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P179 Forced vital capacity, systemic inflammation and cardiometabolic markers in adulthood: a cross-sectional analysis
  1. NJ Saad1,
  2. M Kaakinen2,
  3. A Da Silva Couto Alves3,
  4. C Minelli1,
  5. MR Jarvelin4,
  6. PGJ Burney1
  1. 1Respiratory Epidemiology and Public Health Group, National Heart and Lung Institute, Imperial College London, London, United Kingdom
  2. 2Institute of Health Sciences and Biocenter Oulu, University of Oulu, Oulu, Finland
  3. 3Department of Epidemiology and Biostatistics, MRC Health Protection Agency (HPA) Centre for Environment and Health, School of Public Health, Imperial College London, London, United Kingdom
  4. 4Department of Epidemiology and Biostatistics, MRC Health Protection Agency (HPA) Centre for Environment and Health, School of Public Health, Imperial College London and Unit of Primary Care, Oulu University Hospital, Oulu and London, United Kingdom and Finland

Abstract

Introduction Forced vital capacity (FVC) is a powerful predictor of mortality, more than airflow obstruction (Burney et al. Thorax 2011;66:49–54). FVC is associated with systemic inflammation as well as with cardiovascular disease and diabetes. Given that systemic inflammation is also associated with cardiovascular disease and diabetes, systemic inflammation could explain the observed association between FVC and cardiometabolic markers. Here, we examined the association between FVC, cardiometabolic markers and systemic inflammation in 3,731 individuals belonging to the Northern Finland Birth Cohort 1966.

Methods Using linear regression, we examined the association between i) cardiometabolic markers (systolic blood pressure, diastolic blood pressure, LDL cholesterol, triglycerides, fasting glucose, insulin and HOMA-IR) and inflammatory markers (C-reactive protein (CRP) and white blood cell count (WBC)), ii) FVC and inflammatory markers, and iii) FVC and cardiometabolic markers. We then tested whether the association between FVC and cardiometabolic markers could be explained by systemic inflammation, by adjusting the linear regression models of FVC on each cardiometabolic marker for the two inflammatory markers.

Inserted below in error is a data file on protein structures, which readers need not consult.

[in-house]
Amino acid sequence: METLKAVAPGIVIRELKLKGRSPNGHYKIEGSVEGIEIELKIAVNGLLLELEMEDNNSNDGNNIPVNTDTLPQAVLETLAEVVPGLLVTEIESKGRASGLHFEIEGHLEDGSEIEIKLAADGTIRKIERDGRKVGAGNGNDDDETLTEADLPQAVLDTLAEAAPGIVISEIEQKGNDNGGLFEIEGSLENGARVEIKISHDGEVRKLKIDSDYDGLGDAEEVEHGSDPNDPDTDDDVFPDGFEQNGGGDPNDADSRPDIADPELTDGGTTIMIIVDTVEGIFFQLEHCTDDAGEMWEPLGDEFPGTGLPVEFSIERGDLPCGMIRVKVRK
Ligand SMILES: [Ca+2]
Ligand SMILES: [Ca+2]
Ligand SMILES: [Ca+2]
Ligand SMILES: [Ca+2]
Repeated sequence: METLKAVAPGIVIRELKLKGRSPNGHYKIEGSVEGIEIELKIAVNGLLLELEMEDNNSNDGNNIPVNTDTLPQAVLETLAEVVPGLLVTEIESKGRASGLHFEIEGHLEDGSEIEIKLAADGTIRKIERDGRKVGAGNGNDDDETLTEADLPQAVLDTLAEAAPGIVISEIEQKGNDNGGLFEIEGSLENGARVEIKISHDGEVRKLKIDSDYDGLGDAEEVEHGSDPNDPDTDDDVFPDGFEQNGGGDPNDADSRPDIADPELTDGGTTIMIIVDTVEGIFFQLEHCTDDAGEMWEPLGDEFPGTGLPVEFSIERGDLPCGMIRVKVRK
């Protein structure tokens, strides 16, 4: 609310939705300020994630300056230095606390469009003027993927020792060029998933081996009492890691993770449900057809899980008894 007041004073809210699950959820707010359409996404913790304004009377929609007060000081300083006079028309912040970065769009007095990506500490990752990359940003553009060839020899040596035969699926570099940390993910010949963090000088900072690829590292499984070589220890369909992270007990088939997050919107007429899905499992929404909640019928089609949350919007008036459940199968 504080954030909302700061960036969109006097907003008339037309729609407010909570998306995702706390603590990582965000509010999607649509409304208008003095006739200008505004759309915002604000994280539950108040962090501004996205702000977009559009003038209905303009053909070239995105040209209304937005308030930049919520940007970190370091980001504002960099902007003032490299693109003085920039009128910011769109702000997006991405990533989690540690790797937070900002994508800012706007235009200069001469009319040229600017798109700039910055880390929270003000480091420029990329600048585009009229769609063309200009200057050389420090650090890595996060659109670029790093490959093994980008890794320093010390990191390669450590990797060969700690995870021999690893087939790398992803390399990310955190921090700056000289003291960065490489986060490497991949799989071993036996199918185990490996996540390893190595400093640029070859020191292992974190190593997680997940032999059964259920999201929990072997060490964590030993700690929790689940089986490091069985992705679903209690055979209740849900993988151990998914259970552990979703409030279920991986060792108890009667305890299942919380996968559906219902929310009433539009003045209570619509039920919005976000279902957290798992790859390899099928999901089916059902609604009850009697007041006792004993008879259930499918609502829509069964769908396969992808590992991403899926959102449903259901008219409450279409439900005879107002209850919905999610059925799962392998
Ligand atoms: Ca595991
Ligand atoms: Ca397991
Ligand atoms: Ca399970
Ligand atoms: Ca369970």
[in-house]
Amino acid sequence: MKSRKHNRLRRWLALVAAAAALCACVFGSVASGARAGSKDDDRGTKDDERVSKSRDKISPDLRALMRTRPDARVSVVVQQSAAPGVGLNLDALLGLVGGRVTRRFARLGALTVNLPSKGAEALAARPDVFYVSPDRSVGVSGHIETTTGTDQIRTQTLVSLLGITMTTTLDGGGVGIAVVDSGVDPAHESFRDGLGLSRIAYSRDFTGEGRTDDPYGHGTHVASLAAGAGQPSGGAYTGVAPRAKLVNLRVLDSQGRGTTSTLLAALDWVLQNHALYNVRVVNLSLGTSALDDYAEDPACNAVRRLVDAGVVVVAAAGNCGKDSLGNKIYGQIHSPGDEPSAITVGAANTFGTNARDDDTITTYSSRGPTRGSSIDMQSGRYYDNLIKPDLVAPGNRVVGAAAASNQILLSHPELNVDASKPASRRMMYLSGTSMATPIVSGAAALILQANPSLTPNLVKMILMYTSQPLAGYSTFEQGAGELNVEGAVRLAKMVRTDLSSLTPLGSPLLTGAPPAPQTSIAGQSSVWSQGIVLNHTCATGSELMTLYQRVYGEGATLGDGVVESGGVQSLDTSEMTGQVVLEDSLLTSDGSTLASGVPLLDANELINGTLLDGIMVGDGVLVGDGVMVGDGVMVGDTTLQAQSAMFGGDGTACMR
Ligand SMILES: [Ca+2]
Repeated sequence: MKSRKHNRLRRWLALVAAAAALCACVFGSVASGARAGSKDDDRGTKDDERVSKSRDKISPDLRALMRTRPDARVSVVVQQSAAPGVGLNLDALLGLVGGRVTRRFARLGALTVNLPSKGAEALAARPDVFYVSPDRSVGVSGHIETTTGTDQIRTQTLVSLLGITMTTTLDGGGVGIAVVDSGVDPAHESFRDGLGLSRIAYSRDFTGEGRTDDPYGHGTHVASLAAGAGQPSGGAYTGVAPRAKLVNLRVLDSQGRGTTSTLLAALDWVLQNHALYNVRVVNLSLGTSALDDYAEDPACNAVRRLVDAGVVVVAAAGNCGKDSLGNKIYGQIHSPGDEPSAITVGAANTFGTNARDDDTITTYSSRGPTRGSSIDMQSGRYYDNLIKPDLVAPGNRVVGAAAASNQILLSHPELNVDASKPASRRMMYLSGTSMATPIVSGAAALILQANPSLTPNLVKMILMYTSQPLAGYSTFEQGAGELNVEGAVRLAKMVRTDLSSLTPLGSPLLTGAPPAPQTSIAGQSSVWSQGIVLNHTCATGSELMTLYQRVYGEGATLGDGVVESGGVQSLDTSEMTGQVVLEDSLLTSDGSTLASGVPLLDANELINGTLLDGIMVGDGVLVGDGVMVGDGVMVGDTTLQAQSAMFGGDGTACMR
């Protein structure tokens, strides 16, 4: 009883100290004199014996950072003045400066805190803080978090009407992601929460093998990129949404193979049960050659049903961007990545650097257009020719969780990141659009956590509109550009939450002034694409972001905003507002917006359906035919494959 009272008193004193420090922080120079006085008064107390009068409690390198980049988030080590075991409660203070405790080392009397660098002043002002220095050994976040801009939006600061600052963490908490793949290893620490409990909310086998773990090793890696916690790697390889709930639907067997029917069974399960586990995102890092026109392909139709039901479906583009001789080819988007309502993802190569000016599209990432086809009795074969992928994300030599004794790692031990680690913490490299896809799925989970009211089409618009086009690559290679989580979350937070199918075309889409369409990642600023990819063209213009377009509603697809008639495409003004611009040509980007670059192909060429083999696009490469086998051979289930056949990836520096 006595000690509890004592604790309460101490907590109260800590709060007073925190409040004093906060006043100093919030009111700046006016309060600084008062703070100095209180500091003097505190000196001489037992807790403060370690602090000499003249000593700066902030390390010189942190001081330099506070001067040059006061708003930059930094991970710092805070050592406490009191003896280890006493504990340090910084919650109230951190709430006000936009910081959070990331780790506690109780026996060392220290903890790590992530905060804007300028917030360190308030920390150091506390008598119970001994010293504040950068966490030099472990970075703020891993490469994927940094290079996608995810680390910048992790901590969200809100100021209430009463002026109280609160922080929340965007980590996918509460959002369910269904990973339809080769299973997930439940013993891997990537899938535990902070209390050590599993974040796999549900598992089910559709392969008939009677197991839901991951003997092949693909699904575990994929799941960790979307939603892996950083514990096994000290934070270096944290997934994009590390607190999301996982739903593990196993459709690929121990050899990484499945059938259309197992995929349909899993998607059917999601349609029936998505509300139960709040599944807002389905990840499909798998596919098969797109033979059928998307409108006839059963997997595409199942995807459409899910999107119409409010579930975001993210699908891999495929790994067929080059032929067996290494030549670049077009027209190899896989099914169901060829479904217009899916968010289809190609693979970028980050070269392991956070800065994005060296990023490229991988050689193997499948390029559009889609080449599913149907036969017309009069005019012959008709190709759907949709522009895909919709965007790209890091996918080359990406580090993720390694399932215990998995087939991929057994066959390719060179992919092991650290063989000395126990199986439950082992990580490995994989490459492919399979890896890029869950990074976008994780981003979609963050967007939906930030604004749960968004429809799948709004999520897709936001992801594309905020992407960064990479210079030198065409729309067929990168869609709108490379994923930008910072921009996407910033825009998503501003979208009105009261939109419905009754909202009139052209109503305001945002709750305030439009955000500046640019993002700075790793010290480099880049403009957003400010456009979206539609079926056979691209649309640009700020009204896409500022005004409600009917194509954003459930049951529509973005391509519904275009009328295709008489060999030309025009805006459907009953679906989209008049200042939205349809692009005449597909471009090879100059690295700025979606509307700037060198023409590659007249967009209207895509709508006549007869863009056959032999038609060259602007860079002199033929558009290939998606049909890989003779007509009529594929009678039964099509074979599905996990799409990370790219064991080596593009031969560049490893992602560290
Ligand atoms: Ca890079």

Results Increasing levels of inflammatory markers were associated with a decrease in FVC, -12mL per mg/L of CRP (95% confidence interval (CI): -17 to -7 mL) and -17 mL per 109 cells/L of WBC (95% CI: -28 to -7 mL), and with increasing levels of the cardiometabolic markers. FVC also decreased with increasing levels of cardiometabolic markers (Table, column 1) and adjusting these associations for the inflammatory markers did not substantially alter them (Table, column 2).

Abstract P179 Table 1.

Association between FVC and cardiometabolic markers before and after adjustment for systemic inflammation

Conclusion The association between FVC and cardiometabolic markers is not explained by variation in inflammatory markers, as measured by CRP and WBC. However, due to the cross-sectional nature of the analysis, no inference can be made with regard to the directionality of the associations.

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